Conventional and alternative fuels
19To produce electricity by chemical conversion of energy for industry, housing, the tertiary sector and transport, two choices must be made: the fuel and the combustion process itself, taking into account the balance of carbon (Jancovici, 2007). The optimal system should be:
New technologies to be mobilised for New Caledonia
Conventional and alternative fuels
To produce electricity by chemical conversion of energy for industry, housing, the tertiary sector and transport, two choices must be made: the fuel and the combustion process itself, taking into account the balance of carbon (Jancovici, 2007). The optimal system should be:
flexible to fuels to adapt to market developments, whether conventional such as gaseous fossil hydrocarbons (natural gas, LPG, etc.), liquids (heavy fuel oil, gasoline, diesel, kerosene, etc.), solid (coal), or alternative (hydrogen, biomass, biogas, etc.);
and flexible during its use (modification of the power requested without deterioration of the energy efficiency of the system).
20We will first consider the technical approach.
The potential of conventional fossil fuels for New Caledonia
For a given application, the fuel is selected according to its suitability for the required use, its price, its safety of use, etc., but, for some years now, an additional criterion has been taken into account, its suitability to produce the minimum quantity of CO 2 per kWh dissipated. This quantity is quantified by the emission factor, EF, defined by the mass (in g, kg or ton) of CO 2 emitted per gigaJoule of dissipated fuel or kWh (for example: gCO 2 /kWh dissipated).
Natural gas (NG) is not accessible for New Caledonia
Natural gas (NG) is mainly composed of methane, generally 95%, but its content can vary between 70 and 100%, it can contain other hydrocarbons (propane, butane, ethane, gasoline, etc.), dinitrogen , carbon dioxide, hydrogen sulphide. Natural gas has an average lower calorific value (NCV) of 38.1 MJ/kg or 10.58 kWh/kg (depending on its composition and origin). In 2005, it accounted for 23% of the energy consumed worldwide. Its emission factor (EF) is 201 gCO 2 /kWhth: it is the hydrocarbon emitting the least CO 2 per kWh produced. The world has very large reserves of natural gas, it is very widely used in industrialised countries.
Natural gas is transported from the producing country, or from the fuel depots, to the end user, either by gas pipelines at a pressure of between 90 and 100 bars, or by ships (LNG tankers). In the latter, the NG is transported at atmospheric pressure and at a temperature of -162°C. The temperature is maintained by confining the liquefied gas in thermally insulated tanks; 0.15% of the total volume passes per day in the gaseous state before being consumed by the boat for its propulsion.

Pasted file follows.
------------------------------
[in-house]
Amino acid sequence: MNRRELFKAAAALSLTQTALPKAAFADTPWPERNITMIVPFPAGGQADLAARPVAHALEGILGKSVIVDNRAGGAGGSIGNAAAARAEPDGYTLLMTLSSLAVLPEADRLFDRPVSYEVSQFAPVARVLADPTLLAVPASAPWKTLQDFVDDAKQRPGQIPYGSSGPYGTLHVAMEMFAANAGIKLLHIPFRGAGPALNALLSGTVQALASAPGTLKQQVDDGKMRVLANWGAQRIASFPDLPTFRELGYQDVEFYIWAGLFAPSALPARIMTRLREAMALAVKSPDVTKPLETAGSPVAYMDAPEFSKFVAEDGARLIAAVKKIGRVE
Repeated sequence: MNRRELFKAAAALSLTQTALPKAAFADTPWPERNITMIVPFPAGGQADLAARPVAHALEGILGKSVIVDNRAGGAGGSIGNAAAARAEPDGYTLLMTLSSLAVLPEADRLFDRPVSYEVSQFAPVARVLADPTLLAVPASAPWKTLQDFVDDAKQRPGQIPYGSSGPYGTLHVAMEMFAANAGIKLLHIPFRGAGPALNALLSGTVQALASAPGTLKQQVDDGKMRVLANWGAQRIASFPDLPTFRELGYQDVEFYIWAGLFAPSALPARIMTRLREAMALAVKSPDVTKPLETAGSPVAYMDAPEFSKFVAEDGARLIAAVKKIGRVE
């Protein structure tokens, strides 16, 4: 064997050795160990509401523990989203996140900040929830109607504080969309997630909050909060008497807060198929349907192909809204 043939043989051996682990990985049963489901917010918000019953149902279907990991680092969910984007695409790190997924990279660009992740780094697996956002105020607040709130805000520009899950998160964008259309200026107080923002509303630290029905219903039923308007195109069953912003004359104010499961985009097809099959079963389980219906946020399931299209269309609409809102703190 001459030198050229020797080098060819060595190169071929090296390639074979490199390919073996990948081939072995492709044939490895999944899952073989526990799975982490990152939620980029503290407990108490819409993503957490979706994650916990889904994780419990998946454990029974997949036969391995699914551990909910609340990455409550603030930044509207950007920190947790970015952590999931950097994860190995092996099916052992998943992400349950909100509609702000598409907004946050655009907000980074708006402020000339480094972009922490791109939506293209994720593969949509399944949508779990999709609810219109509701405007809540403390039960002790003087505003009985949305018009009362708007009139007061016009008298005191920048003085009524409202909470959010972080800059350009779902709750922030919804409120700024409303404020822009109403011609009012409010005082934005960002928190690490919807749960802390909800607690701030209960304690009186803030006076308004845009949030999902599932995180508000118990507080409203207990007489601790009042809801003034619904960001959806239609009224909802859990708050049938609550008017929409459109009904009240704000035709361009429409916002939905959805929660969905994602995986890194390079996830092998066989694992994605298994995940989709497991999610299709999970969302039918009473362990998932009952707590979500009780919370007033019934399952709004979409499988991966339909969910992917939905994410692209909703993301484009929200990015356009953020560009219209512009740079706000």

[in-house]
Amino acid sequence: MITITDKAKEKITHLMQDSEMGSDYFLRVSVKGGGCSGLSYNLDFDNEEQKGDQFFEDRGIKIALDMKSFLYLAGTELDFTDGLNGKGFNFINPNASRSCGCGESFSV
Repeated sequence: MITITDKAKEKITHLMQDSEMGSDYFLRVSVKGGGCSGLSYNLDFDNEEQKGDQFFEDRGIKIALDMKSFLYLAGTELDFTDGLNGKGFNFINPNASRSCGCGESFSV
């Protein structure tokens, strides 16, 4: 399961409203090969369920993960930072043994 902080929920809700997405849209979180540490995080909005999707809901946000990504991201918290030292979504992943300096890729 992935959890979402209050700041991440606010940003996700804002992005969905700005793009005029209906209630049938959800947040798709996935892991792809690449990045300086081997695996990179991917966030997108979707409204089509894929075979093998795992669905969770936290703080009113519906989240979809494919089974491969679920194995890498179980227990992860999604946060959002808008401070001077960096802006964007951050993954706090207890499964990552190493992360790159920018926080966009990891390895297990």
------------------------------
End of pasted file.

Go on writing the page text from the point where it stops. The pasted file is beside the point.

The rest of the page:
Such a ship cannot enter the Caledonian lagoons
The largest LNG tanker in the world, the Provalys (Gaz de France), has a capacity of 154,500 m 3and a draft of 12 m. Such a ship cannot enter the Caledonian lagoons, so the terminal should be located beyond the coral reef. Consequently, for the islands in general, the construction of an LNG terminal is costly, disturbs the ecosystem and is of no interest in comparison with the small quantities of gas likely to be imported. A small LNG tanker carrying 100,000 t of NG will provide electricity for about 9 months in New Caledonia. It is necessary to add the costs linked to the port infrastructure, the investment and the cost of storing the methane in tanks for several months, the losses by evaporation, and the development of a gas distribution network throughout the territory. In addition, its introduction assumes that all players (industrial and domestic) agree on the joint use of gas. Finally, a mono-energy policy is strategically discouraged.
There are floating gas terminal solutions, but the constraints of the coral reef and this cyclonic zone do not seem favourable to this technology. We therefore continue to believe that natural gas is not suitable for use in New Caledonia.
How technology controls the fluctuating cost of these liquid fuels and the competition?
Liquid hydrocarbons have a potentially high and fluctuating cost; liquid hydrocarbons represent 37% of the energy consumed worldwide in 2005 and are used by industry, housing, the service sector and for transport. Their PCI are the highest 39.9 MJ/kg (for heavy fuel oil) or 11.09 kWh/kg. They respectively have an EF of 282 gCO 2 /kWh th (heavy fuel oil) and 267 gCO 2 /kWh (kerosene). For transport, liquid fossil hydrocarbons will remain the most widely used on-board energy for a long time to come, even with the addition of biofuels. For the industry, faced with the high and fluctuating cost of these liquid fuels and the competition of use with transport, they will be less and less economically attractive for long-term use.
Coal is the most accessible
Coal has a very variable composition depending on the deposit. There are two classes, the brown coal with peat and lignite, and the hard coal , the flaming dry, the Gras ( bituminous ) and the anthracite. From brown coal to charcoal , there is an increase in calorific value and a decrease in moisture, volatile matter and ash content. The PCI of coal is between 15 and 27 MJ/kg, i.e. from 4.16 to 7.5 kWh/kg, values depending on the percentages of carbon, sulphur, hydrogen and humidity. Lignite contains little sulphur but contains high humidity. Coal has an EF of 364 gCO 2 /kWh for lignite and 347 gCO 2 /kWh th for anthracite, it is the most unfavourable fuel in terms of GHG emissions, but it represents 24% of the world’s primary energy. The cost and the large reserves indicate that coal is still the most competitive primary fuel currently for producing electricity.